'It' and the First Clue

'It' and the First Clue

I decided to take a few minutes and add f's random words on Jenny's website (mysteriouswritings.com) from last Friday (1/6/17) to my list of comments and quotes.  I didn't follow any of the discussions from this comment, so what I have to say may already have been picked over like the chicken-run at my parents house.

'If you don't know where it is, go back to the first clue.'

I am sure people have kicked and discussed what f meant by 'it' around pretty good in the last few days.  I imagine some thought he was referring to the chest, others probably went back to the idea of what f is referring to with the various 'it's in the poem.  All good speculation.

As I sat here for a few minutes and thought about his statement, I couldn't help but wonder if f maybe built multiple meanings into his words; he's an expert at doing that. Obviously I thought about and considered f's other various statements about 'the importance of the first clue' as compared to a straight-forward interpretation of his random words; my take: "so if I go out and search, can't find 'it' (the treasure), then I should probably go back to the first clue."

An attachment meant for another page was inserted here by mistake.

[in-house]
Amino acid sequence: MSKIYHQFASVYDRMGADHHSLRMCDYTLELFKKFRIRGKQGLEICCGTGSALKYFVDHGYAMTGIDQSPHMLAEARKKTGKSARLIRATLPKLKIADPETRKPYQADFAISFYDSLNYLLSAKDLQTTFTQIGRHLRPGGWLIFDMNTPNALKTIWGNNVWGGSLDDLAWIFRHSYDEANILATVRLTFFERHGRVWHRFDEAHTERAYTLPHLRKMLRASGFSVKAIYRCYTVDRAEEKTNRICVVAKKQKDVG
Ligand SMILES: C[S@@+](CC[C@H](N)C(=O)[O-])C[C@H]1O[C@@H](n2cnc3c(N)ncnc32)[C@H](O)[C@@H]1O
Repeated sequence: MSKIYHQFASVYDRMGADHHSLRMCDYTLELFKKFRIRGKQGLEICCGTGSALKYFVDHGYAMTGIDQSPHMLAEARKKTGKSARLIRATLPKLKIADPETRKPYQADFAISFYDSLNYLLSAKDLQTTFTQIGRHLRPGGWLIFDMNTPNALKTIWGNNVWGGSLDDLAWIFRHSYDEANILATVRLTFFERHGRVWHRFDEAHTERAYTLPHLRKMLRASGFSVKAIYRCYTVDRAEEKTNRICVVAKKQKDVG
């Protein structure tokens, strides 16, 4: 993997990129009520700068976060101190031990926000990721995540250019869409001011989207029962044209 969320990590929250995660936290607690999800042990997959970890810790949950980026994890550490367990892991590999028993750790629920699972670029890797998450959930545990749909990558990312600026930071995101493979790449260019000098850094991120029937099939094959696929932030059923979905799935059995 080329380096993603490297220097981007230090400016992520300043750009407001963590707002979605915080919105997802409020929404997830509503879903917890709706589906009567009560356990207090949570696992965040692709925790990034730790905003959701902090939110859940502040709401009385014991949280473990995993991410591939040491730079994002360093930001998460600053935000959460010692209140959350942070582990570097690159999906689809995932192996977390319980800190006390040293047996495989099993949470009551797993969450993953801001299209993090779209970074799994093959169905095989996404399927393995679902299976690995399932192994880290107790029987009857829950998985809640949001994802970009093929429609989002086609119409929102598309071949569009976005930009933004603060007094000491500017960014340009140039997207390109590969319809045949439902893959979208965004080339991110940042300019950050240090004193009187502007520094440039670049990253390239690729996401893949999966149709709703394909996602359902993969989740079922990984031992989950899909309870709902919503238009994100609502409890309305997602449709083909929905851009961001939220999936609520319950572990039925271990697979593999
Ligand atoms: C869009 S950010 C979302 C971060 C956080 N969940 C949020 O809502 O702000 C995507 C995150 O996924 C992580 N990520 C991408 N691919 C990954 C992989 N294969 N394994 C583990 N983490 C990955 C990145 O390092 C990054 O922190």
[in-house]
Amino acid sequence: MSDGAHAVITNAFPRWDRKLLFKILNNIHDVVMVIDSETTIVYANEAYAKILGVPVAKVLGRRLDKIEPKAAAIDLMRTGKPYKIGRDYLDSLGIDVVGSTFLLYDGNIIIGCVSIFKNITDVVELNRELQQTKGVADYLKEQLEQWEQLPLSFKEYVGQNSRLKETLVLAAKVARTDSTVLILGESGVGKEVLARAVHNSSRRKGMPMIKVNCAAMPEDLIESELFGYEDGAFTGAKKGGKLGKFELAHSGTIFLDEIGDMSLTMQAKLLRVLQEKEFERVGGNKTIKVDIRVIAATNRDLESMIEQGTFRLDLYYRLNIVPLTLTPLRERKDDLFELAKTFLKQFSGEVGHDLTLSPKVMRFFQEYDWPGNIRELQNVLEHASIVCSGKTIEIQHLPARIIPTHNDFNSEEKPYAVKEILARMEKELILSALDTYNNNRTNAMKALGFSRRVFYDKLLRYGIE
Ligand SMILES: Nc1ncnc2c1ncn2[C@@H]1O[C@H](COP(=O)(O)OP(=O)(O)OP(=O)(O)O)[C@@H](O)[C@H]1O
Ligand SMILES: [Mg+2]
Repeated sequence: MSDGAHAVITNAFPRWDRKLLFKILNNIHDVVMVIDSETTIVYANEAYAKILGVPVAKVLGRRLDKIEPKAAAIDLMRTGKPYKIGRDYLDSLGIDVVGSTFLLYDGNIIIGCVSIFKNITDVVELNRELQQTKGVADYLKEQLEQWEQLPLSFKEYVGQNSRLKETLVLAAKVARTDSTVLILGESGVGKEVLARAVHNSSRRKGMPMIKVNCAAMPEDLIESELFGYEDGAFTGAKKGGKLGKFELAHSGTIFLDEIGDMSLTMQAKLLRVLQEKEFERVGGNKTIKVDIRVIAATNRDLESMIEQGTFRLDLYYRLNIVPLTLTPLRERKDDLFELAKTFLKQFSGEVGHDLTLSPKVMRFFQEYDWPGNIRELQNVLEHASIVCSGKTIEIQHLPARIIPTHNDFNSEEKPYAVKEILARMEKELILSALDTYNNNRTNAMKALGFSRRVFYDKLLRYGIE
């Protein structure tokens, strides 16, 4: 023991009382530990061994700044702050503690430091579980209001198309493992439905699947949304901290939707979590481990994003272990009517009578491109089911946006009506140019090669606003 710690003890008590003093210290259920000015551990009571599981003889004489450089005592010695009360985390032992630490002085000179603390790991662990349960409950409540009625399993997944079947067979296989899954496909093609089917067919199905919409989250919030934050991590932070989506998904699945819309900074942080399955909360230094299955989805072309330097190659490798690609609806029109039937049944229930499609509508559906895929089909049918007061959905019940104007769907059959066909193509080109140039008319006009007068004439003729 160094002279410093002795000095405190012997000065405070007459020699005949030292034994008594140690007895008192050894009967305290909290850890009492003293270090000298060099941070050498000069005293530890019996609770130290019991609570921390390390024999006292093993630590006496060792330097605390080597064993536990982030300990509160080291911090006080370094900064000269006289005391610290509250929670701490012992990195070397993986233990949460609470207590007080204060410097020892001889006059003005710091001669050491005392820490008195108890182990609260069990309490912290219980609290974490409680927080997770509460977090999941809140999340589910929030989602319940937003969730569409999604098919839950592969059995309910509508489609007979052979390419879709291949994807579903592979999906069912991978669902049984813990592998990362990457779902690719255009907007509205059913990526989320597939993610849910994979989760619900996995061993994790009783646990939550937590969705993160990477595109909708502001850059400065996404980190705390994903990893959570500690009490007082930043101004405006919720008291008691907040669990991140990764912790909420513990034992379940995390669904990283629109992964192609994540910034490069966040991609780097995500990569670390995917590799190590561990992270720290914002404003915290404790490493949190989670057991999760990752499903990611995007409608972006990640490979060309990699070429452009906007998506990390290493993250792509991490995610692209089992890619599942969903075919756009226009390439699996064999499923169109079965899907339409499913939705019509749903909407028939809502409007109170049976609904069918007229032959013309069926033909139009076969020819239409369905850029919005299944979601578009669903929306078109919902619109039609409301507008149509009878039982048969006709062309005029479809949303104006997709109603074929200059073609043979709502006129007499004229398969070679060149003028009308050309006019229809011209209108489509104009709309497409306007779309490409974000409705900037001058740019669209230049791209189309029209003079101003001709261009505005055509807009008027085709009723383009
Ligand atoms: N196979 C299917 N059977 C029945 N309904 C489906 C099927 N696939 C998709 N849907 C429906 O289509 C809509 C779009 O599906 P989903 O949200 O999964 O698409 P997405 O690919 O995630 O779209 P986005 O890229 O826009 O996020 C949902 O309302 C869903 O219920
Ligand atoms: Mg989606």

Ok, so probably not much there by way of any deep insights with the straight-forward approach, unless you are really shallow. Sure, I probably should indeed consider that I didn't get the first clue correct if I don't find the chest each time I go botg; but what about those who did get at least the first two, maybe even four clues correct?  Why would they want to go back to the first clue?  Let's face it, getting all nine clues correct is difficult... but at least it's not impossible, or so says f.

So what other meaning might f have designed into 'it' and his random words?  After looking at his statement for a minute, a thought popped into my head (I strive to have at least one each day) about the word 'it' in the poem.  'What if' f is telling us to go find the word 'it' in the poem; the first 'it' in the poem appears in 'Begin it where warm waters halt'.  And in so doing, did f just subtly tell us what the first clue is? A possible reverse play of words from his perspective and his understanding for finding 'it'?  'It' makes me wonder. 

'If you don't know where it is, go back to the first clue.'